By / September 25, 2013

The conflicting policies of Gulf Cooperation Council countries towards Egypt’s political transition

The 2011 fall of President Hosni Mubarak in Egypt led to a competition between Gulf Cooperation Council (GCC) countries hoping…

© 3desc / Fotolia

The 2011 fall of President Hosni Mubarak in Egypt led to a competition between Gulf Cooperation Council (GCC) countries hoping to influence the political direction of the country.

Saudi Arabia, Qatar and the Muslim Brotherhood

© 3desc / Fotolia
© 3desc / Fotolia

While Qatar emerged as one of the strongest foreign backers of new President Mohamed Morsi and the Muslim Brotherhood (MB), Saudi Arabia, along with other Gulf states such as the United Arab Emirates (UAE), was quick to back the ousting of Morsi by the Egyptian military on 3 July 2013.

Although friction between the external policies of GCC countries existed before 2011 – Qatar, for example, had relatively better relations with Iran than other Gulf states – a situation where one country supported a political movement which had been deemed subversive by another was unprecedented.

Domestic concerns and regional ambitions

The disagreement was partly related to the larger struggle for legitimacy set in motion by the Arab Spring. In particular, Qatar and Saudi Arabia disagreed on whether to embrace political change in Egypt or to oppose it because change abroad might inspire demands for change at home.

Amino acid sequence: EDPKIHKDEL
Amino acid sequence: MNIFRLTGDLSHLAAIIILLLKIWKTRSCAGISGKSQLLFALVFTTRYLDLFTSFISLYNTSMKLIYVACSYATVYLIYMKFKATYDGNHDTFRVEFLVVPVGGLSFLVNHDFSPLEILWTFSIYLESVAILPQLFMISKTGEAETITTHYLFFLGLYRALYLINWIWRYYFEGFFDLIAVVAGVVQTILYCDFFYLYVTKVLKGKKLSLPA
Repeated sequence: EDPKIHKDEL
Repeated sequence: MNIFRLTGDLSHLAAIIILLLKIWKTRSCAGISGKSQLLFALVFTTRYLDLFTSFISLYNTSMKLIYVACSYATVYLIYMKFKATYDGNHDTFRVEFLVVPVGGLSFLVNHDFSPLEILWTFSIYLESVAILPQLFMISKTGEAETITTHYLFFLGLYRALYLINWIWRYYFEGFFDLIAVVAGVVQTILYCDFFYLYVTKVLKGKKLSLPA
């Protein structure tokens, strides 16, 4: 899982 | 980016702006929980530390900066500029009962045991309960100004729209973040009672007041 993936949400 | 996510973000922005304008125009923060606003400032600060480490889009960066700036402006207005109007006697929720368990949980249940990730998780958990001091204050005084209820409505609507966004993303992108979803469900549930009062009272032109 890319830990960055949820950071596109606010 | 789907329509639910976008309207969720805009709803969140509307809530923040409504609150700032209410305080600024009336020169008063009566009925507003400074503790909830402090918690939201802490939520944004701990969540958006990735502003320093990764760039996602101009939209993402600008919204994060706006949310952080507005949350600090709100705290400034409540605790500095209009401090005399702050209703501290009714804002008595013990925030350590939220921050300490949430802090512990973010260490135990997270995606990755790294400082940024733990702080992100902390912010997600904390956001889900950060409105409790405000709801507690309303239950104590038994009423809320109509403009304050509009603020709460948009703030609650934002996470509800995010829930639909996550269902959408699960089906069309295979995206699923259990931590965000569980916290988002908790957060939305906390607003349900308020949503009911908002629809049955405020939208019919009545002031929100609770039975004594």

However, Middle East analyst Brian Katulis argues that, “the differences between the Qatari and Saudi approaches to the Middle East uprisings in general and with regard to Islamist movements in particular have less to do with ideology than with different capabilities and policy approaches, informed by the two countries’ relative internal advantages and vulnerabilities.” These differences range from geography to domestic politics. For instance, Saudi Arabia’s larger size makes it more vulnerable to internal revolt, while Qatar’s support for the MB is bolstered by the organisation’s Qatari branch having dissolved itself in 1999 and declaring its support for the monarchy’s religious policies. However, it is likely that Qatar also saw an opportunity to use events in Egypt to assert its regional importance, vying for influence both through economic assistance and the media (most significantly via Qatar’s widely watched al-Jazeera satellite TV station which has often been considered sympathetic to the MB).

Morsi overthrown

When Morsi was finally overthrown on 3 July 2013, Saudi Arabia, the UAE and Bahrain expressed support for the military crackdown on Brotherhood supporters and the new Egyptian government was offered a joint Saudi-UAE-Kuwaiti $12 billion aid package. Qatar, on the other hand, predictably condemned the crackdown on its Brotherhood allies.

However, Global Insight explains that Egypt’s economy remains fragile and its public finances are deteriorating.1 While the anti-Brotherhood Gulf states might seem to have gained the upper hand, future Qatari financial assistance cannot be ruled out.


1 “Egypt: Country Outlook”, IHS Global Insight, 30 August 2013.

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